Shift Register

Whilst you have quite a few outputs to play with on an Arduino board; sometimes there won’t be enough.  One way to get around this is with the use of a shift register.  This is a brilliant way to output eight pin’s worth of outputs – using just three pins.  What’s more – it’s a fascinating insight into some elementary computer science…

I’m using the 74HC595 – purchased from the good folks at Oomlout. Here’s the data-sheet for the chip (also courtesy of Oomlout).  There’s also a really nice article on the Arduino website.

First of all we need to build a circuit.  Although this one is a bit fiddly – there’s nothing too complex here.

We connect pin 15 to +5V, pin 8 to ground.  Pin 15 & pins 1-7 are our output pins – so we connect them to whatever we want to switch on and off (I’m using an LED + a resistor – but you could easily also wire a transistor into each output to drive anything you’d like).  Pin 14 is our data input pin – I’ll connect that to arduino’s output pin 2.  Pins 11 & 12 are the “clock” & “latch” pins – and we’ll connect these to pins 4 & 3 of arduino.  We won’t be using pins 10 or 13 – but we do need to set them to the correct logic state: so connect 10 to +5V & 13 to ground.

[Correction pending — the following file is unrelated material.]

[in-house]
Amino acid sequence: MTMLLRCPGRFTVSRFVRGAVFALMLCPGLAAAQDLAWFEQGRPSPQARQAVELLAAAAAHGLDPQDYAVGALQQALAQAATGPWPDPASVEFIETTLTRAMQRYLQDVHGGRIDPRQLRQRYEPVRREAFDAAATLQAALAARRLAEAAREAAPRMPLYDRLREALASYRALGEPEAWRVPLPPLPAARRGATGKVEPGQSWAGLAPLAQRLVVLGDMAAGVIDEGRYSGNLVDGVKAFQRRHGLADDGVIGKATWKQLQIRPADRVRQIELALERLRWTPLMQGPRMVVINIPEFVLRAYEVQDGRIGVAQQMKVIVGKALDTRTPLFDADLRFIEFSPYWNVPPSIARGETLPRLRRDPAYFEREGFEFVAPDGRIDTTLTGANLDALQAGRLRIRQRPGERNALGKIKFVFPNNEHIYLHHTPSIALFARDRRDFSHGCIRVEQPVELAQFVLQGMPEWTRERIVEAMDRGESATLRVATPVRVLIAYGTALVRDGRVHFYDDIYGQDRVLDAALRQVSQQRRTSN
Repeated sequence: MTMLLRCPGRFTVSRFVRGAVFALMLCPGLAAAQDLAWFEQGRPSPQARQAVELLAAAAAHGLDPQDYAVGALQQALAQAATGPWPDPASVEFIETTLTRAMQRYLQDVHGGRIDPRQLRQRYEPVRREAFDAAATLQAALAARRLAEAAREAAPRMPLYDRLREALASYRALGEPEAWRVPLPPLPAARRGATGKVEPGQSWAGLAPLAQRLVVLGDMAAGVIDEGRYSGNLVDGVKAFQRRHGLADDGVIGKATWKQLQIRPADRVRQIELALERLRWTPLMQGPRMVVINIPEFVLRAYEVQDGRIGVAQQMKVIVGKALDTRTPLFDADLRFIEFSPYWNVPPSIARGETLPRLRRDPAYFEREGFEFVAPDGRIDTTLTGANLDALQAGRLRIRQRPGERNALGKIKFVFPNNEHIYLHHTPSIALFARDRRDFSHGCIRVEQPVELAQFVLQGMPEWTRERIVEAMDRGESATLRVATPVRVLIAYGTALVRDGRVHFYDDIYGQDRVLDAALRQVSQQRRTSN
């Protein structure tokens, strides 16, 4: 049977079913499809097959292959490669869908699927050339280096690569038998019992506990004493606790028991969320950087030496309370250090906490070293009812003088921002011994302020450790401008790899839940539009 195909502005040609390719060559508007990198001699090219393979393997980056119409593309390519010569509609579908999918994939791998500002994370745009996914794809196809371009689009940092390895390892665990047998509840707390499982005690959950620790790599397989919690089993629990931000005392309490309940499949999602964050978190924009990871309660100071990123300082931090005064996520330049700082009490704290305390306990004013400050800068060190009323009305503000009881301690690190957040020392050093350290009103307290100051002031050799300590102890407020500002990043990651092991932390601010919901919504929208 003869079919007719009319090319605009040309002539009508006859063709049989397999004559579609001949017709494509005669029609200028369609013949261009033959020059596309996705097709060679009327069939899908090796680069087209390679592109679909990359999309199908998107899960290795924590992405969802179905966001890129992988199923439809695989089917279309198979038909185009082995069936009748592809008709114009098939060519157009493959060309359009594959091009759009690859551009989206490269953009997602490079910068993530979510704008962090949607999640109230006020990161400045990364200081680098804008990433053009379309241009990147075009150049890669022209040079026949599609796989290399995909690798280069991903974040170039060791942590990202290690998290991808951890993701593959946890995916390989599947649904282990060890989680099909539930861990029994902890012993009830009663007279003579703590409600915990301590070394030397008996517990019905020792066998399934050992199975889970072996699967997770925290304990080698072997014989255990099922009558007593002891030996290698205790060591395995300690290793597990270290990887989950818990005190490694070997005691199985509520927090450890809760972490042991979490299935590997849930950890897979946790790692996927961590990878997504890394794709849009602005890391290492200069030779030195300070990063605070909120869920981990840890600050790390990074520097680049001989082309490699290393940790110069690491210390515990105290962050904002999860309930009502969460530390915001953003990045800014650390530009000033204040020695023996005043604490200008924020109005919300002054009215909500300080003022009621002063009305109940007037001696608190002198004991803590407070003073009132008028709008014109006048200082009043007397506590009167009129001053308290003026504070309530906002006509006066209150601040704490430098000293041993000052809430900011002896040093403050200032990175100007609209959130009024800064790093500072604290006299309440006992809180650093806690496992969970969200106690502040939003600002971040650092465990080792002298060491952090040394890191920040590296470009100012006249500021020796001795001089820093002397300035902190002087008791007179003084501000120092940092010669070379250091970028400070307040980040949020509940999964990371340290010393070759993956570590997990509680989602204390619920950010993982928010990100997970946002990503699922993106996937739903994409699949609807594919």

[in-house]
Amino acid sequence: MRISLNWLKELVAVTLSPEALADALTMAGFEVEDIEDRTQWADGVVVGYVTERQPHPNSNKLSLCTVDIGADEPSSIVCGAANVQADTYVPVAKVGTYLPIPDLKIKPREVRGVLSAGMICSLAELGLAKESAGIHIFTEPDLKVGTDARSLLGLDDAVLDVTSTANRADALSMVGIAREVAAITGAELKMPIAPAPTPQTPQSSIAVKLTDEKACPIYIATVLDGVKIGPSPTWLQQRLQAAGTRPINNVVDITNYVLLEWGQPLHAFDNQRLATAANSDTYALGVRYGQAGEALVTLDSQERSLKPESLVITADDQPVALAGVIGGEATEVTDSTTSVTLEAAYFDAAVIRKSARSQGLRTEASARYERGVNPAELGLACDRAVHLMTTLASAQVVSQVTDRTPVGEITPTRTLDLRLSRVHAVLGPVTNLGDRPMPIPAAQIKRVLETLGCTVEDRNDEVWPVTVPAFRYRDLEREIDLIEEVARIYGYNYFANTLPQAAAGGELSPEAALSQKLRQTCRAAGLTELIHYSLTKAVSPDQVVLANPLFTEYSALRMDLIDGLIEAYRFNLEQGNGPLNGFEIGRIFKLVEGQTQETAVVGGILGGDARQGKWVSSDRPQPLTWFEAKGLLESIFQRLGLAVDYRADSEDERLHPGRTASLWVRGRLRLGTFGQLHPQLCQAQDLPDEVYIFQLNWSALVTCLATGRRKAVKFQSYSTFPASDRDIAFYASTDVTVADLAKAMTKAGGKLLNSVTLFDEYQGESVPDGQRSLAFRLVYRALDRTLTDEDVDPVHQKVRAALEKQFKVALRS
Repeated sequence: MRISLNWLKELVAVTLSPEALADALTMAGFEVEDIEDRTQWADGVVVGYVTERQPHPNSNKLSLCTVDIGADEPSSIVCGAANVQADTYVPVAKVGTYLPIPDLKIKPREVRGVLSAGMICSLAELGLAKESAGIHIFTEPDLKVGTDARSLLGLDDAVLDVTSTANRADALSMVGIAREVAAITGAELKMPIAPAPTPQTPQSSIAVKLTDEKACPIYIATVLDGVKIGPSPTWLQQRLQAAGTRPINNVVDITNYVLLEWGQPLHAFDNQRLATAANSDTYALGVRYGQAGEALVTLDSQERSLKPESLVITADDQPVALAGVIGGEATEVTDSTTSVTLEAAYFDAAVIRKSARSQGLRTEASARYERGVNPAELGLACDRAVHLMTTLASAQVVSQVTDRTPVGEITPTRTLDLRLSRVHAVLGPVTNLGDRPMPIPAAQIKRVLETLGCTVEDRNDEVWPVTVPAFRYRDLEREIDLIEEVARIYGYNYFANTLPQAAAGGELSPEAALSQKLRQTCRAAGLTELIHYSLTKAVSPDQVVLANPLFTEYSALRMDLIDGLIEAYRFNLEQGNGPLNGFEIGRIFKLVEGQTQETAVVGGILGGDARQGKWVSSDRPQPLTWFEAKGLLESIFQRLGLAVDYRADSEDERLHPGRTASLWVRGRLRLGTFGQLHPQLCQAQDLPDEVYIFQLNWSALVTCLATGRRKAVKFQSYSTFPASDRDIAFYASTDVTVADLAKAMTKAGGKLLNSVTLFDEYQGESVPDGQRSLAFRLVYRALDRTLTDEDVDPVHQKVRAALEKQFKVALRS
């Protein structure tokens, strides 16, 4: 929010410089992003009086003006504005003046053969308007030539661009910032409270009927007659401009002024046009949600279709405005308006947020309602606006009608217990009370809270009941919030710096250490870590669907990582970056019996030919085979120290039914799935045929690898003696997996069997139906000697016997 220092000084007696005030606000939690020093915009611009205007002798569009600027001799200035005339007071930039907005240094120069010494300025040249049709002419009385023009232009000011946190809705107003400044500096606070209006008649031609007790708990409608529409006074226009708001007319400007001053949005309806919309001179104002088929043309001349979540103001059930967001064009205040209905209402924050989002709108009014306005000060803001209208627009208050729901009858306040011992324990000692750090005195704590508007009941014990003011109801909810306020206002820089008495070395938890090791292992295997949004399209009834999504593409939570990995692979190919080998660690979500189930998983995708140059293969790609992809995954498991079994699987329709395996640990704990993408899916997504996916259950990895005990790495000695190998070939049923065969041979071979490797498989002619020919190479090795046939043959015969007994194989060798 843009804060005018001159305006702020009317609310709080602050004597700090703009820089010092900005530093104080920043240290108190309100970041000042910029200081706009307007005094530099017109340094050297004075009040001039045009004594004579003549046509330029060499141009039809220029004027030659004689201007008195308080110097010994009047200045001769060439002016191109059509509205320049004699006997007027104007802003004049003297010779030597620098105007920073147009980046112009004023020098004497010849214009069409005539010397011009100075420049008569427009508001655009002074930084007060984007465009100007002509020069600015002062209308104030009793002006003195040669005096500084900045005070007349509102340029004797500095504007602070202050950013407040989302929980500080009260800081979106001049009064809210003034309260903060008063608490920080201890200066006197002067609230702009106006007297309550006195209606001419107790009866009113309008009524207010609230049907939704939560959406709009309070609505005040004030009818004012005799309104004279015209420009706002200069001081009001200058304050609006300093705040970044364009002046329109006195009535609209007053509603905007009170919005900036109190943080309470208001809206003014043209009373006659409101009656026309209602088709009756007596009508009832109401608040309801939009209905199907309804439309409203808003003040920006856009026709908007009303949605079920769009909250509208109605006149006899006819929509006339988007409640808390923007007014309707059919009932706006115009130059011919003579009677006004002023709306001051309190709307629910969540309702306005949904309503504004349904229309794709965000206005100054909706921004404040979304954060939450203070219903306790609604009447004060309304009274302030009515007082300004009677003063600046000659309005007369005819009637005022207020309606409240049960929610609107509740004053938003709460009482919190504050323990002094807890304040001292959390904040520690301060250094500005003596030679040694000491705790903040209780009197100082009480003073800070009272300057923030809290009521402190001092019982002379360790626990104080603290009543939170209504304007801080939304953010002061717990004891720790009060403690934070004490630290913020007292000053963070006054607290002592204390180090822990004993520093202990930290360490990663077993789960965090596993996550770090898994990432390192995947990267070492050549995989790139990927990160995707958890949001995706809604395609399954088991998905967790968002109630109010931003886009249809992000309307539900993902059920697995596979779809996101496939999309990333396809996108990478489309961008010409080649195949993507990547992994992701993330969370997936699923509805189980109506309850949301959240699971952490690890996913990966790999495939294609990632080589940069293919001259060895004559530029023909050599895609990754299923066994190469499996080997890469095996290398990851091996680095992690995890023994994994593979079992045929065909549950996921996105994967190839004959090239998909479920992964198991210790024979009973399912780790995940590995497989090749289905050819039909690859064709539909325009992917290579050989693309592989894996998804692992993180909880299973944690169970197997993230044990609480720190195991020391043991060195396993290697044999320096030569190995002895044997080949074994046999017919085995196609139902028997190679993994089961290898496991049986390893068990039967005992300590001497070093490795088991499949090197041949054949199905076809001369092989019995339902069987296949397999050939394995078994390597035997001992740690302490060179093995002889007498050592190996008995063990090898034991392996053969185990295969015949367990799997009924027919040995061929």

Here’s a schematic:

And here’s a drawing of the circuit in breadboard form (both produced using Fritzing):

Note the resistors on the cathode side of each LED.  I’m using 560Ω – as I had a whole box of them around – but anything between 220Ω and 1KΩ ought to be fine (I seem to recall 470Ω being the “correct” value for a 5V circuit and normal LEDs – but as I say, as long as the resistors are there, don’t worry too much).

Okay.  So now onto the fun part.

If you want to try something quickly to check it’s all working, then as this circuit is pin-compatible with Oomlout’s ARDX circuit 5, you can try their code.

If all is well you’ll see the LEDs counting up in binary.

That’s all well & good – but how does it work?  Well the shift register library in Arduino is taking an 8-bit number (a byte – 0-255) – and then setting the output pins of the chip according to the bit values of the eight bits.

Whilst using a byte like this, is an example of a very elegant piece of computer science – bitwise operations can be quite hard to understand.  So let’s simplify things – by using a more familiar “container” for our eight bits: an array of booleans.